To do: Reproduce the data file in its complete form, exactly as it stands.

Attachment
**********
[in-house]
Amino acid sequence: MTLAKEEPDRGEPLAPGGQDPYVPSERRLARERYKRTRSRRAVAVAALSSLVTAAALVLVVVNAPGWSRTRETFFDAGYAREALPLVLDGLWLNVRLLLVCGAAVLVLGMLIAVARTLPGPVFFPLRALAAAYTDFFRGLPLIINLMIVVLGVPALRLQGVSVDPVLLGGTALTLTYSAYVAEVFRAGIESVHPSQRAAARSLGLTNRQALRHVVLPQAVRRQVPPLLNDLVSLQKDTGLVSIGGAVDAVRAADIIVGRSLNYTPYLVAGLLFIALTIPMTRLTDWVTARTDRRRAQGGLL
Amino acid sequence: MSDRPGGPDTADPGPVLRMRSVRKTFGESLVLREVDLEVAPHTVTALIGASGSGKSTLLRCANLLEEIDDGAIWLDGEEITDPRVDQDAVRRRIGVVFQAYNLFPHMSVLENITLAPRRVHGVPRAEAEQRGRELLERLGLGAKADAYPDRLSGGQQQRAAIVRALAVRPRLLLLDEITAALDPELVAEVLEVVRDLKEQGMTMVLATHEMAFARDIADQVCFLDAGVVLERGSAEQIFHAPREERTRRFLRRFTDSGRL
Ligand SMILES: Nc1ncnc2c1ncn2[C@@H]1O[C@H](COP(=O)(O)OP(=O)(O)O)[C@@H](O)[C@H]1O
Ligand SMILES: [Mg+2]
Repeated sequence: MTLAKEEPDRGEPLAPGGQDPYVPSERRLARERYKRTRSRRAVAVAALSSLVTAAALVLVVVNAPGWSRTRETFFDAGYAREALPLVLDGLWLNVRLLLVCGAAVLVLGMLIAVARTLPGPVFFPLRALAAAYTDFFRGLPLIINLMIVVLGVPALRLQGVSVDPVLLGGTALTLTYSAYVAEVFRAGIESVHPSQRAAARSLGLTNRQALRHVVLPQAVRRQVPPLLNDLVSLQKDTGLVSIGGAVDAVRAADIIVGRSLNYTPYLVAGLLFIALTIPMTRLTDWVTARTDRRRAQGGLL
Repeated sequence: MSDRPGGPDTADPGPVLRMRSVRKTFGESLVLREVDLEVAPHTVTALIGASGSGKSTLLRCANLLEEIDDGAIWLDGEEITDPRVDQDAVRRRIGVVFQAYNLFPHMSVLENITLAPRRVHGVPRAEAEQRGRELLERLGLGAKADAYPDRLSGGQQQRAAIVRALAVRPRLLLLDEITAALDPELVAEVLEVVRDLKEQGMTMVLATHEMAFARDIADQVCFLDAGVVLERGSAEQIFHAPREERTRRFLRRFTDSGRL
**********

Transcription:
[in-house]
Amino acid sequence: MTLAKEEPDRGEPLAPGGQDPYVPSERRLARERYKRTRSRRAVAVAALSSLVTAAALVLVVVNAPGWSRTRETFFDAGYAREALPLVLDGLWLNVRLLLVCGAAVLVLGMLIAVARTLPGPVFFPLRALAAAYTDFFRGLPLIINLMIVVLGVPALRLQGVSVDPVLLGGTALTLTYSAYVAEVFRAGIESVHPSQRAAARSLGLTNRQALRHVVLPQAVRRQVPPLLNDLVSLQKDTGLVSIGGAVDAVRAADIIVGRSLNYTPYLVAGLLFIALTIPMTRLTDWVTARTDRRRAQGGLL
Amino acid sequence: MSDRPGGPDTADPGPVLRMRSVRKTFGESLVLREVDLEVAPHTVTALIGASGSGKSTLLRCANLLEEIDDGAIWLDGEEITDPRVDQDAVRRRIGVVFQAYNLFPHMSVLENITLAPRRVHGVPRAEAEQRGRELLERLGLGAKADAYPDRLSGGQQQRAAIVRALAVRPRLLLLDEITAALDPELVAEVLEVVRDLKEQGMTMVLATHEMAFARDIADQVCFLDAGVVLERGSAEQIFHAPREERTRRFLRRFTDSGRL
Ligand SMILES: Nc1ncnc2c1ncn2[C@@H]1O[C@H](COP(=O)(O)OP(=O)(O)O)[C@@H](O)[C@H]1O
Ligand SMILES: [Mg+2]
Repeated sequence: MTLAKEEPDRGEPLAPGGQDPYVPSERRLARERYKRTRSRRAVAVAALSSLVTAAALVLVVVNAPGWSRTRETFFDAGYAREALPLVLDGLWLNVRLLLVCGAAVLVLGMLIAVARTLPGPVFFPLRALAAAYTDFFRGLPLIINLMIVVLGVPALRLQGVSVDPVLLGGTALTLTYSAYVAEVFRAGIESVHPSQRAAARSLGLTNRQALRHVVLPQAVRRQVPPLLNDLVSLQKDTGLVSIGGAVDAVRAADIIVGRSLNYTPYLVAGLLFIALTIPMTRLTDWVTARTDRRRAQGGLL
Repeated sequence: MSDRPGGPDTADPGPVLRMRSVRKTFGESLVLREVDLEVAPHTVTALIGASGSGKSTLLRCANLLEEIDDGAIWLDGEEITDPRVDQDAVRRRIGVVFQAYNLFPHMSVLENITLAPRRVHGVPRAEAEQRGRELLERLGLGAKADAYPDRLSGGQQQRAAIVRALAVRPRLLLLDEITAALDPELVAEVLEVVRDLKEQGMTMVLATHEMAFARDIADQVCFLDAGVVLERGSAEQIFHAPREERTRRFLRRFTDSGRL